gives way to "abstract systems as a means of stabilizing relations
across indefinite spans of time-space," and Native spirituality or
worldview and traditions meet the "future-oriented, counterfactual
thought" of modernity (through cyberspace) (Giddens 1990: 102). The
Native awareness ('fear') of nature, of bears, of the land, is
transformed in cyberspace to "threats and dangers emanating from the
reflexivity of modernity" (ibid.).
This points to the need to be aware of the
contradictory possibilities of cyberspace, its Trickster nature,
such as its promotion of the English language while promising Native
language retention through telelearning, or its fostering new
cybercommunities based on affiliation, at the expense of locale and
community. John Sherry's 1995 study with the Navajo showed their
preference for face-to-face talk was further marginalizing them in
face of the "modernist predilection for discursive redemption
through precise, written logic" of computers (Hakken 1999: 139).
Zimmerman argues that:
There can be little doubt that new technologies play a role in
the establishment and maintenance of American Indian ethnic
boundaries, but their role is not entirely clear. At some level
they may simply be extensions of already extant traits and
processes of boundaries maintenance. Certainly, the rapidity of
their acceptance by Indian people is remarkable, but even that
may be an extension of (pre)historic processes that required the
development and use of synthetic communication devices. (2000:
What he calls "Tribal pages" are now allowing
Nations to demonstrate their "sovereignty and unique characters,"
while "some pages that deal with pan-Indian issues may simply
reinforce already existing boundaries (among Nations)," and there is
"an even broader issue of a further lumping of Indian people with
other indigenous groups worldwide as a category of 'indigenous,'
'tribal' or 'traditional.'" (ibid.).
Many Native websites, especially the portals, are
linking Native sites and issues from offshore, such as Australian
(Aborigine), New Zealand (Maori), South American or Finland (Sami).
This type of site "would simply reinforce existing categories, but
at an even broader level" says Zimmerman (2000: 85), but I believe
it goes beyond that. In the strong movement toward North-South
indigenous dialogue, and circumpolar dialogues, and also global
solidarity, cyberspace and the mega-sites will prove to be central
in sharing information and agendas. For although cyberspace is
growing rapidly, with its promotion of mainstream values, it is
growing against a long history of resistance:
Global change is scouring the face of the planet, but we have
lived with it long enough to know that it is not going to scrub
away the 5,000 languages on the globe. The particular is just as
tenacious and resourceful as the global. We seem to be
retribalizing: the more globalism makes our consumption patterns
converge, the more insistently we defend the particularities of
national differences which remain. And sometimes we defend our
differences and our identity with global tools on the Internet,
using software provided by such avatars of globalism as Bill
Gates (Ignatieff 1998: D10).
Cyberspace "is changing so rapidly that it is
difficult to predict its future impacts on ethnic boundaries.
Certainly some computer companies and web sites are pushing a notion
of 'one world, one culture' (cyberculture, we suppose!). That idea,
however, lacks an understanding that synthetic communication has a
push-pull effect that works to push groups apart at the same time it
works to pull them together" (2000: 86).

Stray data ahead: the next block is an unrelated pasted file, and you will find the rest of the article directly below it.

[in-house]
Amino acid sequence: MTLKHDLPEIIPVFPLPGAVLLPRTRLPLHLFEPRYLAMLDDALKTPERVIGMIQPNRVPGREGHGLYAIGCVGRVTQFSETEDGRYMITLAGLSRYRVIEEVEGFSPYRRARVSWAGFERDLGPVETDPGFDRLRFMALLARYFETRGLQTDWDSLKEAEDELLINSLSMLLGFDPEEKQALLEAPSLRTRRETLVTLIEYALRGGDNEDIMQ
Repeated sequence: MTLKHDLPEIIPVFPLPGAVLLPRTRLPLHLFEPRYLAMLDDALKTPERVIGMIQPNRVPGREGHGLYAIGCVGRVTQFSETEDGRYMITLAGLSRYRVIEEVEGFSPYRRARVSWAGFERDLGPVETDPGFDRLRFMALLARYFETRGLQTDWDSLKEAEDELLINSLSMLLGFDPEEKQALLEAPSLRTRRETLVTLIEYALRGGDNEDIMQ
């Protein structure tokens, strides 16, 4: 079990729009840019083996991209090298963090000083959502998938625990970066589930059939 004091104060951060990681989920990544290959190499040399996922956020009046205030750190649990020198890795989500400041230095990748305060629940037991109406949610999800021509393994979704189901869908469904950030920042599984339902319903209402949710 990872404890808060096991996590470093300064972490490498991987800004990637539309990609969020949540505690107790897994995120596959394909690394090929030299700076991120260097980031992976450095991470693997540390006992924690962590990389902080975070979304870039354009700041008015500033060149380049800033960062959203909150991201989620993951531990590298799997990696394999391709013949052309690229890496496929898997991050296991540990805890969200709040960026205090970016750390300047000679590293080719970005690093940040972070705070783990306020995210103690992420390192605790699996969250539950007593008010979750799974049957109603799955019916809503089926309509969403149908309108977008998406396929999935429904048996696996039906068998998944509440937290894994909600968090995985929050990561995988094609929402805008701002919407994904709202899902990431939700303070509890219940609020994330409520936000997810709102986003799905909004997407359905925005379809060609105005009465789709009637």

I don't believe that access to information on
Aboriginal groups of all types will serve to "push groups apart,"
the more information Native people can share, the better.
Pan-Indianism may be a threat to individual Native identities (i.e.
the adoption of the Plains powwow in the East, use of Dream Catcher
traditions by non-Ojibwe, use of the Plains drum everywhere), but I
believe it has been far more powerful in bringing different Native
people together in a sharing of traditions, and issues and concerns.
Mohawks did not lose the water drum when they adopted the Plains
drum for powwows and other events, Natives do not necessarily lose
their traditions by adopting others. Pan-Indianism may appear to be
a 'generic' Indian style at powwows and gatherings, supplanting
local customs, but Natives themselves know the differences between
their own (Mohawk, Ojibwe, Hopi etc.) traditions and those that have
spread and evolved over the Powwow Trail in the last 20-30 years.
This powwow is continuing today in cyberspace.
Individuals, Nations and organizations all have their own websites,
reflecting their individual culture. At the same time, they have the
opportunity to visit other people, and Nations, and learn about
As the economy moves ever more clearly toward being
information-based, Native communities are striving to ensure
they are not once again marginalized. Information economies
transcend specific regions and can help Native peoples overcome
the economic deprivation that has inflicted many communities
since the inception of the reservation system... Do new forms of
communication offer a way to overcome the distances associated
with regional and economic isolation? New media may allow the
development of shared visions without sacrificing specific ties
to place, the sense of rootedness that comes not only in living
in a particular location over time, but through sharing a common
understanding of humans' relationship to nature and cosmological
place in the universe with other community members.
Through media (video, film, computing, telecommunications),
indigenous peoples can develop a sense of community in
imagiNative new ways while still maintaining continuity with
traditional communication forms and the values that these forms
embody... Ultimately, issues related to the self-governance of
Native communities - power, control, authority over one's own
destiny - are seated in the authority to represent one's self
that forms the essence of indigenous media (and communications)
(Leuthold 1997: 192).
We need an MC, and a powwow committee, to help bring
this powwow together. The people get lost at mega-sites such as
Yahoo; there needs to be a better map to the territory. But just as
it took thousands of years to develop the trade routes, territories
and alliances among Natives across Turtle Island, it will take time
to do so in cyberspace as well.
Next: 7.3 Native N-Geners